Economic Thought in Early Modern Japan

Front Cover
Bettina Gramlich-Oka, Gregory Smits
Brill, 2010 - Business & Economics - 298 pages
This volume explores early modern formations of economic thought and policy in a country widely regarded as having followed a unique, non-Western path to capitalism. In discussing such topics as money and the state, freedom and control, national interest ideology, shogunal politics and networks, case studies of the Saga Domain and Ryukyu Kingdom, Confucian banking, early Meiji entrepreneurship, and relationships between macroeconomic fluctuations and policy, the essays here deepen and revise our understanding of early modern Japan. They also enlarge and refine the analytical vocabulary for describing early modern economic thought and policy, thereby raising issues of interest to scholars of world history and economic thought outside of Japan or East Asia.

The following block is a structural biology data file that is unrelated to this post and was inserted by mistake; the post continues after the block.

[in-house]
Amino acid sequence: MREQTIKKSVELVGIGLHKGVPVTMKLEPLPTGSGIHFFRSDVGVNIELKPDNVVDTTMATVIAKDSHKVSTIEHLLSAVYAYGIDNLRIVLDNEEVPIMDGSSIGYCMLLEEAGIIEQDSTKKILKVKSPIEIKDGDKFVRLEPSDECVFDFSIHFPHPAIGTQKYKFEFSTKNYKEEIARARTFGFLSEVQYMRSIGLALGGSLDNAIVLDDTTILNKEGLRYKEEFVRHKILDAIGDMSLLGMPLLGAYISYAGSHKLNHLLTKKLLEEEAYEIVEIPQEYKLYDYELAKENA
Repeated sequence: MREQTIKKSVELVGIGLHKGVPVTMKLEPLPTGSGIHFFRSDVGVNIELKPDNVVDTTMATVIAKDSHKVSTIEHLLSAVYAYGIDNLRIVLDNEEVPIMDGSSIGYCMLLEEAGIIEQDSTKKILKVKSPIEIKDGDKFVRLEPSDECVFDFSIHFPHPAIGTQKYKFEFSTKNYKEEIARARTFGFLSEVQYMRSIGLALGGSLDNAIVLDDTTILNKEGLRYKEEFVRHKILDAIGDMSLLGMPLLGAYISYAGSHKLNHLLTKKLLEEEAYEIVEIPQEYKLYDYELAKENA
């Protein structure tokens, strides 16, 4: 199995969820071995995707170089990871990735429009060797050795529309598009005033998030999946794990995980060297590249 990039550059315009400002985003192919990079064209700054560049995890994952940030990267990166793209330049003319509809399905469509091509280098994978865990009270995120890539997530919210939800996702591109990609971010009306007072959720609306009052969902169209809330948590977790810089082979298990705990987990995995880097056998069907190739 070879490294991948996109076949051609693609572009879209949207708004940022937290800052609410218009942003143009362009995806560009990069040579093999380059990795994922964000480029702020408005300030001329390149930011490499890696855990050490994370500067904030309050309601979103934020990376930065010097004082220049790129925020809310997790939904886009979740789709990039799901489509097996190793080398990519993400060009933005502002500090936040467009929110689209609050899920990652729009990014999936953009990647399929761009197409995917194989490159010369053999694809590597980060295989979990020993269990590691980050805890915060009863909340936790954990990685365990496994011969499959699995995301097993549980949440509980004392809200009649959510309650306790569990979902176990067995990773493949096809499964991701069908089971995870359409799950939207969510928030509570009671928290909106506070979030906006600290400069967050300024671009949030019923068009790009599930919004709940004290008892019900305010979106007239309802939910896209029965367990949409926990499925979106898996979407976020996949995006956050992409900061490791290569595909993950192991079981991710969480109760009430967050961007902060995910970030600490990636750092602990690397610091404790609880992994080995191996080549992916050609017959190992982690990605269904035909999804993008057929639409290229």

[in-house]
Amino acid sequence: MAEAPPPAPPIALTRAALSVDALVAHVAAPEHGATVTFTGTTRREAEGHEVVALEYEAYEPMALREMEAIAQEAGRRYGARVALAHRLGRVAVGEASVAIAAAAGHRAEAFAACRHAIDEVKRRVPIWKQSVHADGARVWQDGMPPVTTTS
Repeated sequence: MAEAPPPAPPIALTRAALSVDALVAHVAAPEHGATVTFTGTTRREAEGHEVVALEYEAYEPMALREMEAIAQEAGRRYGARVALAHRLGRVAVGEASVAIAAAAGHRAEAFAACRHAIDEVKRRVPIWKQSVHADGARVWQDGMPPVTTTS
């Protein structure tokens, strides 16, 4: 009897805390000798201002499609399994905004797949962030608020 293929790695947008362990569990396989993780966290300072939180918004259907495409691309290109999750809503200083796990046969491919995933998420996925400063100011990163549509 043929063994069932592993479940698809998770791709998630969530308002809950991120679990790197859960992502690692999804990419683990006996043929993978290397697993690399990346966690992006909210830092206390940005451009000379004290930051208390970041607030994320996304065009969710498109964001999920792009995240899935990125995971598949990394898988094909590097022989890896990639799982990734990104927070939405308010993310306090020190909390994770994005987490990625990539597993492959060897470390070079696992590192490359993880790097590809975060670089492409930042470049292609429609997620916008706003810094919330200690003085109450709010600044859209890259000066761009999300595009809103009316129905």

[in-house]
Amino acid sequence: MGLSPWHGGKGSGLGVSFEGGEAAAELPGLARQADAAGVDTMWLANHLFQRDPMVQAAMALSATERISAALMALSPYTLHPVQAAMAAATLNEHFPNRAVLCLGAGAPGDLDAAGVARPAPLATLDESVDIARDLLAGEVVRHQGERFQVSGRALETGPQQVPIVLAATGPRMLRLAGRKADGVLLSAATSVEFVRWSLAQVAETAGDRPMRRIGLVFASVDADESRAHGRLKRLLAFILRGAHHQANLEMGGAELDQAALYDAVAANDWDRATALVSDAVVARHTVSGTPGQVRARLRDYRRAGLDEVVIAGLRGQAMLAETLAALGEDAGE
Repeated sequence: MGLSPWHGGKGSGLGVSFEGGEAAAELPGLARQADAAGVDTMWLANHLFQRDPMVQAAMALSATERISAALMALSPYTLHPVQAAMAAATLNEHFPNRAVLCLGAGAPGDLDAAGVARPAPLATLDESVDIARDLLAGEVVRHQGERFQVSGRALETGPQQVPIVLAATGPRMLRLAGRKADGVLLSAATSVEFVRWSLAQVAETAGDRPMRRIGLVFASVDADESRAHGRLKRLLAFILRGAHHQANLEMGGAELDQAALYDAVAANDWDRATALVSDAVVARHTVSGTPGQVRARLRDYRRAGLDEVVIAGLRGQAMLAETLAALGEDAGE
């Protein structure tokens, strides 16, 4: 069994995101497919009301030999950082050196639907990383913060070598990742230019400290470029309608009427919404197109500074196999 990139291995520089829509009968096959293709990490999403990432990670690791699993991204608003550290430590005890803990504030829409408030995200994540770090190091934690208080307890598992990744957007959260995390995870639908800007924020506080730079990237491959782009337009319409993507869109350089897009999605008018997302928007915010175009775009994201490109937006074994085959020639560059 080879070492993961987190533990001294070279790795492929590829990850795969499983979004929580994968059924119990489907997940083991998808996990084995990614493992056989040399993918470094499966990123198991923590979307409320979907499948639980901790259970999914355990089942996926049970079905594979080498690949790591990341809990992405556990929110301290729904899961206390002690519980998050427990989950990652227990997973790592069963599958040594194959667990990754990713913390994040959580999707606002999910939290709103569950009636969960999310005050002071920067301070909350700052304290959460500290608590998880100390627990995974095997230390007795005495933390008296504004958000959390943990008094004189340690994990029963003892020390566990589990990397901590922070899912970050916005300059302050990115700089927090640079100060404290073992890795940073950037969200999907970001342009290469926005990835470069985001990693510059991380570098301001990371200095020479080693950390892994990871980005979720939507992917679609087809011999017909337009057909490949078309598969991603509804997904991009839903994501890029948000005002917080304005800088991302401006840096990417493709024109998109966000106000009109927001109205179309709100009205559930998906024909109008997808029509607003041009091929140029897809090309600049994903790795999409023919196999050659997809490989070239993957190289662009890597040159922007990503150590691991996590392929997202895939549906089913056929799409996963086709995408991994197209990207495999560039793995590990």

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About the author (2010)

Bettina Gramlich-Oka, Ph.D. (2006) in Japanese Studies, T bingen University, is Assistant Professor of Japanese History at Sophia University, Tokyo. She has published on shogunal trade regulations and women of the Tokugawa period, including "Thinking Like a Man: Tadano Makuzu (1763-1825)" (Brill, 2006). Gregory Smits, Ph.D. (1992) in History, University of Southern California, is Associate Professor of History and Asian Studies at Pennsylvania State University. He has published on the 1855 Ansei Edo Earthquake and the early-modern Ryukyu Kingdom, including "Visions of Ryukyu: Identity and Ideology in Early-Modern Thought and Politics" (Hawai'i, 1999).

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